How long after consuming a "trigger" food do you notice PVCs?
Hi folks, I'm new to this site and please forgive me if there are threads or existing forums on this. My main question is at the bottom, with a brief description of my situation below (apologies for the longwindedness!).
Basically I have been trying to determine exactly how and when my PVCs are caused by, such as lack of sleep, over training (I'm a Personal Trainer so quite active), stress (I have had issues before with anxiety - General Anxiety Disorder, but I have a very good grasp on that now) and last but not least...food triggers.
When I worked in my old job I worked very long hours, had huge amounts of stress, ate unhealthily and probably didn't rest and relax as much as I needed. I was getting PVCs daily. Now I live a much healthier lifestyle and over a period of about 3-4 months my heart palpitations dramatically reduced to the point where I completely forgot about them.
Recently I have been noticing more PVCs intermittently for small periods like up to 5 or maybe 10 minutes, maybe every few days. I have been to the doc before for the regular heart checks like ECG & ultrasound and had no issues, so I am perfectly calm with them occuring - I just am trying to figure out what foods can cause them. I know it is different for everyone which brings me to my main question below:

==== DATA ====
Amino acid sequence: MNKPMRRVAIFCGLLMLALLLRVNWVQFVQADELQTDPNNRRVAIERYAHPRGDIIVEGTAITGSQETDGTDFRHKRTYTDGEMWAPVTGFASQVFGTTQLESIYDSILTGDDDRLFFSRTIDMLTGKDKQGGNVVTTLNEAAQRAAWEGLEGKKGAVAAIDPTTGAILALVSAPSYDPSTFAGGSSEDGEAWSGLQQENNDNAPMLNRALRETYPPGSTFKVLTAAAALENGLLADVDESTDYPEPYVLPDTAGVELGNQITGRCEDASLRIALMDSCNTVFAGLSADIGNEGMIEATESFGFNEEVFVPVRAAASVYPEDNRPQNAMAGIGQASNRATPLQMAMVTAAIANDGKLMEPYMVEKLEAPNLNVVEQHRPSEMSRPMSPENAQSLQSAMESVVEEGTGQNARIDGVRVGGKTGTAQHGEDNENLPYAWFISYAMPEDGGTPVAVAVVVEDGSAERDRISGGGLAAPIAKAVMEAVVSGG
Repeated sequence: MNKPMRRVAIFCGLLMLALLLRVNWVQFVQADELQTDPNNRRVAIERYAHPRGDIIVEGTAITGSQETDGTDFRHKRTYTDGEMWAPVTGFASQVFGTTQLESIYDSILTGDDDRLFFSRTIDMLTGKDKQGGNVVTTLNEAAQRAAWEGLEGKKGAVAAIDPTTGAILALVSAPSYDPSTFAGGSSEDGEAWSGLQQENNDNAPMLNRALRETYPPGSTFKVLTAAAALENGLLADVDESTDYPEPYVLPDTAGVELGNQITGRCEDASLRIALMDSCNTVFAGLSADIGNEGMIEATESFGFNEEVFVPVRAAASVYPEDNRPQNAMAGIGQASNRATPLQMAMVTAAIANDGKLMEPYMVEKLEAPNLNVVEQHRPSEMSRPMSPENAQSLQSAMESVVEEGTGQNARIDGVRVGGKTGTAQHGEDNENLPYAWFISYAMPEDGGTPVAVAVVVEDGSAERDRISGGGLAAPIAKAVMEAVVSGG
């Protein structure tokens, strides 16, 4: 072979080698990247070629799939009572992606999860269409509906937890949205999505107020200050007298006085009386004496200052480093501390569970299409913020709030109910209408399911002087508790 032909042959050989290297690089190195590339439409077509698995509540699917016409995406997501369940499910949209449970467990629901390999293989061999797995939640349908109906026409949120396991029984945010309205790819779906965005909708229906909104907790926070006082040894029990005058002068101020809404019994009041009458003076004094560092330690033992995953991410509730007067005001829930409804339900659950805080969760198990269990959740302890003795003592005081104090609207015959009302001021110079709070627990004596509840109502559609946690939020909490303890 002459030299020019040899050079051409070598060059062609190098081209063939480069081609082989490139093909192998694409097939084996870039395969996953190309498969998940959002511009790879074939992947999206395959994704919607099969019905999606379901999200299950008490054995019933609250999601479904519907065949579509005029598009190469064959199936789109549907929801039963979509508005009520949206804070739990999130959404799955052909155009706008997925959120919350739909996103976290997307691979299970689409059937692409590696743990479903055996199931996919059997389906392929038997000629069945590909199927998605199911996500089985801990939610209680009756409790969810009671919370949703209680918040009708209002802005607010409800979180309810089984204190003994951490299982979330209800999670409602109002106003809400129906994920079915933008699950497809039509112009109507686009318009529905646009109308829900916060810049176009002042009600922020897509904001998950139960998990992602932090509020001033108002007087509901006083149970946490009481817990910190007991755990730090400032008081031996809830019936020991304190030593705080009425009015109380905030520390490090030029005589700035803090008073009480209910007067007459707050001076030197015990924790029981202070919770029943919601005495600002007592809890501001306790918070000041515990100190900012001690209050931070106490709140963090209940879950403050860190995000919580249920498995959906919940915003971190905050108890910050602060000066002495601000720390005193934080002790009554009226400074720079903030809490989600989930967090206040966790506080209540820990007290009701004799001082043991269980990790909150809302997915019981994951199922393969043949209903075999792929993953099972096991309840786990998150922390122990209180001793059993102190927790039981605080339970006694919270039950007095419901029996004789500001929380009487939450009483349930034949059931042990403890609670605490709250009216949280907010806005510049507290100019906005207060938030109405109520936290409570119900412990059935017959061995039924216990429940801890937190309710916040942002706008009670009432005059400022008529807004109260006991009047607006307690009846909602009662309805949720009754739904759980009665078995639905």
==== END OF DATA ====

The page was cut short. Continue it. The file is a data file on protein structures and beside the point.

When you eat a trigger food how long is it before you notice the palpitations/PVCs?
Is it within minutes or more like an hour or two after eating? Could a certain food or drink trigger it later in the day hours later? I think this will greatly help me pinpoint the food groups that may be causing this recurrence in my PVCs, although I am not really eating much different than I have been over the last 6 months.
Hi, glad to see that you're doing well ignoring the benign pvcs. I too have them and used to get a jolt of adrenalin that would send me into a panic. Now 6 months after going for 60 minute walks 5 days a week I don't panic as much. The occurrences have dropped substantially. They haven't gone away but they're ALOT less and less noticeable. As you mention I think being active and slowly working up to a moderate exercise routine is the best way to 'cure' it. If i try to get up and sprint from a sitting position I can generate pvcs like crazy. My goal is to eventually make that go away too.
About your food thing I agree that food can cause pvcs and for me the effects of caffeine are felt within an hour. If i have a grande black coffee from starbucks I'll feel the effects for several hours after and will notice within the first hour starting with one or two and working up to several a minute. A glass of red wine (cabernet or malbec) decreases the frequency - perhaps I just don't pay attention to them. One time an hour after two glasses of wine I got up and started dancing vigorously to music with my kids. I didn't feel any arrythmias or palpitations and after checking with a heart rate monitor I saw my HR had reached 180bpm! I was only very slightly out of breath. So wine seems to give me confidence and elminates the pvcs or perhaps the sensation of pvcs. The problem is after the wine wears off...the pvcs and anxiety about them returns with a vengeance. This can last into the next day depending on if I've had more than two glasses in which case it'll last in severity even into two days after. For this reason I don't drink wine or caffeine anymore.